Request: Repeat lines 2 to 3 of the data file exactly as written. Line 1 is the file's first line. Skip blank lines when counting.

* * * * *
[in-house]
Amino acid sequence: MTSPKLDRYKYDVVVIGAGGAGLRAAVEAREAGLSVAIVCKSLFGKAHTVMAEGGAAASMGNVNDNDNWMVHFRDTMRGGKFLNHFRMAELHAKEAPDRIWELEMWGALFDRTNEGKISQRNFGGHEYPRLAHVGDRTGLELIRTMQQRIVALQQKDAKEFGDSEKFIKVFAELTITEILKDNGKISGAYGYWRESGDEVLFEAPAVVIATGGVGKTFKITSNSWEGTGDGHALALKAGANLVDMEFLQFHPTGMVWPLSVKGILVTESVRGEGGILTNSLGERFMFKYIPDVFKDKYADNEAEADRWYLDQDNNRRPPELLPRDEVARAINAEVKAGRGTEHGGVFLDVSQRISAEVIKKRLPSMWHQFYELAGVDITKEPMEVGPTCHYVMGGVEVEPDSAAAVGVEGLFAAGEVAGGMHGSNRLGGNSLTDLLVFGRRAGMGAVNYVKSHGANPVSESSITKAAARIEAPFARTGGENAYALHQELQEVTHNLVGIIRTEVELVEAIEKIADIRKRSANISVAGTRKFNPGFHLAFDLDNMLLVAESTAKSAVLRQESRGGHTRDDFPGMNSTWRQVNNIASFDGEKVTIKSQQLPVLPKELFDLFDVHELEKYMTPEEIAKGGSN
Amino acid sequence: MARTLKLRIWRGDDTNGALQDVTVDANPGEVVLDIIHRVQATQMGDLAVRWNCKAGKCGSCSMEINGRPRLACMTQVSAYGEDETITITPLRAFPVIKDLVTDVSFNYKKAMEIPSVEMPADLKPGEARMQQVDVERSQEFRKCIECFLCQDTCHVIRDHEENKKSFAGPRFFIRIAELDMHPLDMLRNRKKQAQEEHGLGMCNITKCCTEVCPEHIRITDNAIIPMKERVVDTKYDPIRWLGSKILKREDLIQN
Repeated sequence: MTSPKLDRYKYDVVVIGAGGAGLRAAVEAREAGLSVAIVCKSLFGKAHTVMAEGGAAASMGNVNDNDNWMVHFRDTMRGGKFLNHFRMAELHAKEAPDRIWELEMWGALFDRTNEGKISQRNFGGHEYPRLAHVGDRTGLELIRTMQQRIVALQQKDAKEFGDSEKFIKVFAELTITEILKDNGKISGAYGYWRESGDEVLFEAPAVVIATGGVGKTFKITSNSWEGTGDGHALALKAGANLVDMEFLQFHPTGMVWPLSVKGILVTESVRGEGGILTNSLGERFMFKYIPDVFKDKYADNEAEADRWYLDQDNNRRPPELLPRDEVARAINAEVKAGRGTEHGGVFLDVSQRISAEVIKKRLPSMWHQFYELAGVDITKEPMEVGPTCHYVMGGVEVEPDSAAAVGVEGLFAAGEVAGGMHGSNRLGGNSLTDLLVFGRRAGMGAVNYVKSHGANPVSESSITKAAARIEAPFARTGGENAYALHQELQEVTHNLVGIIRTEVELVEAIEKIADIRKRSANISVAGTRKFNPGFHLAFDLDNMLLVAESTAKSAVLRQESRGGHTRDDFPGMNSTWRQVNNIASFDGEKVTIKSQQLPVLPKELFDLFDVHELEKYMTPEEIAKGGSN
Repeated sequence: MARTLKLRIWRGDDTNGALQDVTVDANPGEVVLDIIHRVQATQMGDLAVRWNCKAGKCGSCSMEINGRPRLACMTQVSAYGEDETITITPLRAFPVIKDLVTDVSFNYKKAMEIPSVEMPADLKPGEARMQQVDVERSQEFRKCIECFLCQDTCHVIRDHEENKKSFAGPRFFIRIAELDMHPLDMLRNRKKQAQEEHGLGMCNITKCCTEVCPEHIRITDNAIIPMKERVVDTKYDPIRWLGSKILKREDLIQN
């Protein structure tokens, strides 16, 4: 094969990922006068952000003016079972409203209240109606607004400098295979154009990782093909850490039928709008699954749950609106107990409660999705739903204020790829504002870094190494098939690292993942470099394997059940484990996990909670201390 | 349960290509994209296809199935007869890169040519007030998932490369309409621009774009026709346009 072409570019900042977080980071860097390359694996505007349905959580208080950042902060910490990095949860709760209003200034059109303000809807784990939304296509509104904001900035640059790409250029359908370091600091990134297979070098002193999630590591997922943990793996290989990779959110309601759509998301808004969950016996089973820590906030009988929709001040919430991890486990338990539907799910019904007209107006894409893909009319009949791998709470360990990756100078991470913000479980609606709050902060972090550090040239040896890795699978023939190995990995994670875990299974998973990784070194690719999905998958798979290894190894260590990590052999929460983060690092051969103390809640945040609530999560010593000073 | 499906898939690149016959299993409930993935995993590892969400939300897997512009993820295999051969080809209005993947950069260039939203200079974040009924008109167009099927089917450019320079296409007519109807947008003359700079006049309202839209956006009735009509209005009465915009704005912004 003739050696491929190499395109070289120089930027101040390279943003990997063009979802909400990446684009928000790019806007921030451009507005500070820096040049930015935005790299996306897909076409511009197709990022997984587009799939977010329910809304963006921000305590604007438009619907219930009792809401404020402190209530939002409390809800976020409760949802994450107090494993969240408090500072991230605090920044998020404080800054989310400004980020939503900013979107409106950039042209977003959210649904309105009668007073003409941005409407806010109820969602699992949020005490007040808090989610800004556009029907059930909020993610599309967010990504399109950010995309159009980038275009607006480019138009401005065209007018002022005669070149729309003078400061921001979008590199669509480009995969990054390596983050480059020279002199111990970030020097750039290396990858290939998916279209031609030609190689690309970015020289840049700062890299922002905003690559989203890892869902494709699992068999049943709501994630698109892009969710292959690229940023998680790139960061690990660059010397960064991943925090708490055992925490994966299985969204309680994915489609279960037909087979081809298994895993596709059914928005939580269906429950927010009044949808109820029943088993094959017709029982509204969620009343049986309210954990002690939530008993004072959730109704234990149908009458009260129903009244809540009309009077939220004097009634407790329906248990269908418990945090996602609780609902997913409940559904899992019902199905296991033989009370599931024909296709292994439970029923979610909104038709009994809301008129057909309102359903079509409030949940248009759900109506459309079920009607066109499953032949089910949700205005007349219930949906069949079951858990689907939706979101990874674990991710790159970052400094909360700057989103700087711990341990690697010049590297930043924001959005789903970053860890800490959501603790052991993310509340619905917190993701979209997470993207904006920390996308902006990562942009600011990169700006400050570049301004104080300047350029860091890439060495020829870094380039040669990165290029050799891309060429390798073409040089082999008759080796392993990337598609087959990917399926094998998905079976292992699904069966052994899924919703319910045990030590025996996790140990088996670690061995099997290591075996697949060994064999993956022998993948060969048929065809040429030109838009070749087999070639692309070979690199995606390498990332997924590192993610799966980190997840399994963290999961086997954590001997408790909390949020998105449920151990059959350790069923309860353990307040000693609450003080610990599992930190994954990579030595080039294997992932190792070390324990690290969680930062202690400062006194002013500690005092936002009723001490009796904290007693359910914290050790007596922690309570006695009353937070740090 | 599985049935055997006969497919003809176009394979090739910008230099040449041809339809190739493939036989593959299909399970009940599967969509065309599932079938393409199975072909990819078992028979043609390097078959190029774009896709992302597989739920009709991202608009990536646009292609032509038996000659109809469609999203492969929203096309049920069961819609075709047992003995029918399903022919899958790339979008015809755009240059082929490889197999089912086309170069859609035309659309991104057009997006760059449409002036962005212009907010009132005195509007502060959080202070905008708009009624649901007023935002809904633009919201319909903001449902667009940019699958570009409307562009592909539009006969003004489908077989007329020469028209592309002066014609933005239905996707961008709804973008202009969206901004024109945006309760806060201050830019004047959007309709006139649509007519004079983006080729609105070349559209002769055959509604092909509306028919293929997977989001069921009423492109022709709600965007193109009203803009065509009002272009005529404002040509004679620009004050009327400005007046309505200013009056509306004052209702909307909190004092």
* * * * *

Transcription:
Amino acid sequence: MTSPKLDRYKYDVVVIGAGGAGLRAAVEAREAGLSVAIVCKSLFGKAHTVMAEGGAAASMGNVNDNDNWMVHFRDTMRGGKFLNHFRMAELHAKEAPDRIWELEMWGALFDRTNEGKISQRNFGGHEYPRLAHVGDRTGLELIRTMQQRIVALQQKDAKEFGDSEKFIKVFAELTITEILKDNGKISGAYGYWRESGDEVLFEAPAVVIATGGVGKTFKITSNSWEGTGDGHALALKAGANLVDMEFLQFHPTGMVWPLSVKGILVTESVRGEGGILTNSLGERFMFKYIPDVFKDKYADNEAEADRWYLDQDNNRRPPELLPRDEVARAINAEVKAGRGTEHGGVFLDVSQRISAEVIKKRLPSMWHQFYELAGVDITKEPMEVGPTCHYVMGGVEVEPDSAAAVGVEGLFAAGEVAGGMHGSNRLGGNSLTDLLVFGRRAGMGAVNYVKSHGANPVSESSITKAAARIEAPFARTGGENAYALHQELQEVTHNLVGIIRTEVELVEAIEKIADIRKRSANISVAGTRKFNPGFHLAFDLDNMLLVAESTAKSAVLRQESRGGHTRDDFPGMNSTWRQVNNIASFDGEKVTIKSQQLPVLPKELFDLFDVHELEKYMTPEEIAKGGSN
Amino acid sequence: MARTLKLRIWRGDDTNGALQDVTVDANPGEVVLDIIHRVQATQMGDLAVRWNCKAGKCGSCSMEINGRPRLACMTQVSAYGEDETITITPLRAFPVIKDLVTDVSFNYKKAMEIPSVEMPADLKPGEARMQQVDVERSQEFRKCIECFLCQDTCHVIRDHEENKKSFAGPRFFIRIAELDMHPLDMLRNRKKQAQEEHGLGMCNITKCCTEVCPEHIRITDNAIIPMKERVVDTKYDPIRWLGSKILKREDLIQN